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108

We ran a quick user test and found that more people were signing up with their emails If you trust your test, then you should trust your users and design a solution that meets their desires. We are trying to encourage users to connect with their Facebook/Twitter accounts instead Why is that? Do you have sound reasoning behind this in that it will ...


19

Provide a regular register method In a comment to your question I said that I wouldn't use your app if the only way to register is via social networks. The reasons vary from person to person and to not make this answer go off-topic too much I'll give you just a quick outline about some issues: Simple but relevant: I don't use the famous networks I don't ...


17

The only advantage that I see as a user (for sites that I don't actually want to use in combination with twitter/facebook) is that it is quicker to log in with an existing account. As such you may want to structure it like so: Log in with existing account (can be social media or email) vs Register new account


9

I generally avoid signing up to random websites with Facebook, because I don't want those sites posting junk to my Facebook profile. One recent exception was Fallen London, which has a link saying "Read our civilised social media policy" right next to the "create a free account" -> "sign in with Facebook" link. The linked policy says things like "It's your ...


6

We used social plugin for couple of our products for login. To answer your first question, the simple advantage is that the user need not enter his credentials every time he/she signs in to your app. Most of the times the user is already logged into FB / google etc and can use the same to sign into your app too. A large percentage of users turn away when ...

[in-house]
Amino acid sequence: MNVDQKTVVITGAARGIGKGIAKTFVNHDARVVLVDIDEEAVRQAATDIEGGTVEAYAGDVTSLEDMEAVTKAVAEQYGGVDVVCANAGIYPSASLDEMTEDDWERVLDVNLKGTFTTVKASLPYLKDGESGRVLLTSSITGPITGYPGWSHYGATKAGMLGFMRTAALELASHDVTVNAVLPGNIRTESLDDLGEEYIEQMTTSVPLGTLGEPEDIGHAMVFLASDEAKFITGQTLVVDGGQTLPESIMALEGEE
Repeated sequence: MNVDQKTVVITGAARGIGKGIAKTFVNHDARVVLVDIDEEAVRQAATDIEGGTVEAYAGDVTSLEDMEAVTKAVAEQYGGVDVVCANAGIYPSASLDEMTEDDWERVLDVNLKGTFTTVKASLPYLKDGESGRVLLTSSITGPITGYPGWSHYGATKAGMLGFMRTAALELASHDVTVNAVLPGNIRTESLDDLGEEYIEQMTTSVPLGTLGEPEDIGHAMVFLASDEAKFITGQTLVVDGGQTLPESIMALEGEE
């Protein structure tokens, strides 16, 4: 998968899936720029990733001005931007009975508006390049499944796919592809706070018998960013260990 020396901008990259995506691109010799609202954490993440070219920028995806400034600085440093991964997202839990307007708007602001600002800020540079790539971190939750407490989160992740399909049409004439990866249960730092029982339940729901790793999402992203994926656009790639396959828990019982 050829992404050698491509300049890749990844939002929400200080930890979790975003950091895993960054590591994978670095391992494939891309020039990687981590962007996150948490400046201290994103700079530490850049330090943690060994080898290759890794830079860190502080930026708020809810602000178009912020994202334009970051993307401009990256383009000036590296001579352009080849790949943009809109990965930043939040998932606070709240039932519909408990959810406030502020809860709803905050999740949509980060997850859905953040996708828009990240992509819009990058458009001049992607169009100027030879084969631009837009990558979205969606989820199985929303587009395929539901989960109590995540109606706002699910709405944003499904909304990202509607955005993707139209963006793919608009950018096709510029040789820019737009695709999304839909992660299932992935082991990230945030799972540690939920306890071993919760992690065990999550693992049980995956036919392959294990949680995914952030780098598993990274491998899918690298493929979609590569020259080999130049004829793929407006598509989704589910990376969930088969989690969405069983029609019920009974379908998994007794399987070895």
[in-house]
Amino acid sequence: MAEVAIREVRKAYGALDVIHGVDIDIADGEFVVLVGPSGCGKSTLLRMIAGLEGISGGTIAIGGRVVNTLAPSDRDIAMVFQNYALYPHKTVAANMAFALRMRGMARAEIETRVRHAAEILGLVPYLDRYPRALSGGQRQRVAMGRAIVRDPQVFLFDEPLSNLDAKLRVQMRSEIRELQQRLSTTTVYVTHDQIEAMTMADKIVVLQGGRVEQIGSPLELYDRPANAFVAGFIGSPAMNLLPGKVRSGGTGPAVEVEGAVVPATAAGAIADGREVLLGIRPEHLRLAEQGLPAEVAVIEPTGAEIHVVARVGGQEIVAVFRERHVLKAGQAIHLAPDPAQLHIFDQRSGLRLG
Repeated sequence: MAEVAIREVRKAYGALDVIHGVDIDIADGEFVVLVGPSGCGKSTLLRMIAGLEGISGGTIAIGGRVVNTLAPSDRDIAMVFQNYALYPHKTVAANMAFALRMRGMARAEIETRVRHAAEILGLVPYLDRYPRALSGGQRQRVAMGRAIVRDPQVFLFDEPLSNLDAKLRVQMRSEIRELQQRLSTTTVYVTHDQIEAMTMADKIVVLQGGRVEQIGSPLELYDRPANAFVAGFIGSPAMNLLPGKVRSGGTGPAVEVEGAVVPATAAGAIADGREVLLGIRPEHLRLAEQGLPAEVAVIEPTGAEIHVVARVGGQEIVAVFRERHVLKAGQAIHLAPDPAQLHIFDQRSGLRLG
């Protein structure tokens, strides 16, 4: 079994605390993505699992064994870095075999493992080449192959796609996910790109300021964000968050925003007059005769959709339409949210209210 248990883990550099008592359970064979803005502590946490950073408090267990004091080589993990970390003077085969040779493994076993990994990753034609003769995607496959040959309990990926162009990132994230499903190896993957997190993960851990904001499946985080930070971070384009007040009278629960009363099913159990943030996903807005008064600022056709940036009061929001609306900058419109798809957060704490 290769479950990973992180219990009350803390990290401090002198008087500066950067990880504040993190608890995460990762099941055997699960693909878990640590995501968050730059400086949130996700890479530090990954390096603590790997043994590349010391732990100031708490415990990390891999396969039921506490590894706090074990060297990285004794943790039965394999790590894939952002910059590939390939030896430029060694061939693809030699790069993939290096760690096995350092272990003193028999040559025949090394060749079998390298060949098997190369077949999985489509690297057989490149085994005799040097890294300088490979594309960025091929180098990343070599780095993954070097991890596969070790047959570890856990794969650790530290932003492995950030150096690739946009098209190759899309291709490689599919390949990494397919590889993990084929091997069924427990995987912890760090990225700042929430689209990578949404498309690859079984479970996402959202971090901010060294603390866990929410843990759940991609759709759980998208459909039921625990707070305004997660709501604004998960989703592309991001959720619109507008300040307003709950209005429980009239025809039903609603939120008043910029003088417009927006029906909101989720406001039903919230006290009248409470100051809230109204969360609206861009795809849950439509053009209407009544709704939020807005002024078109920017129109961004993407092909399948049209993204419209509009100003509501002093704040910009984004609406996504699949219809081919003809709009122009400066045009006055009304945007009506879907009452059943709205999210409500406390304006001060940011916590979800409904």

6

I trust facebook.com (sort of), so I put information on there such as my likes. I don't trust just any old site I stumble across on the Internet. So there's no way that I'm going to register for your application with my Facebook account. However, after some use, I may find that I do trust your application. Then I might be ready to click "Connect with ...


5

The methods of registration you provide define your addressable market of users. Whichever option you provide your users, you are hoping for two things: They actually have that sign in method. They trust you with having access to the method they choose. Do they have the sign in method? Think about your market of users and if they'll have these methods. ...


5

It sounds like you're on the right track with positive reinforcement, though, it is really hard to encourage people to be pioneers with zero content, zero activity and an unknown wait time. In your specific situation I would suggest giving more options to the user... Here's a little demo of a more generic example Users could click on an empty heart to ...


4

I don't understand why you want to change the user habit for the sign up? (business goals?) Sign up with social media is just an alternative for the user. Moreover, your test tells you that your users prefer email. Maybe, you would have to ask users why they prefer this solution instead of social media accounts? Maybe you don't use the good social media ...


4

Tania Lang on her article Content Sharing and Social Networking Buttons, concluded the following based on scant research data : Ensure share buttons are subtle and contextual. Don’t include them below your H1 page heading. Give your poor users a chance to read something before they decide to share it. Shoving all the buttons in their faces is ...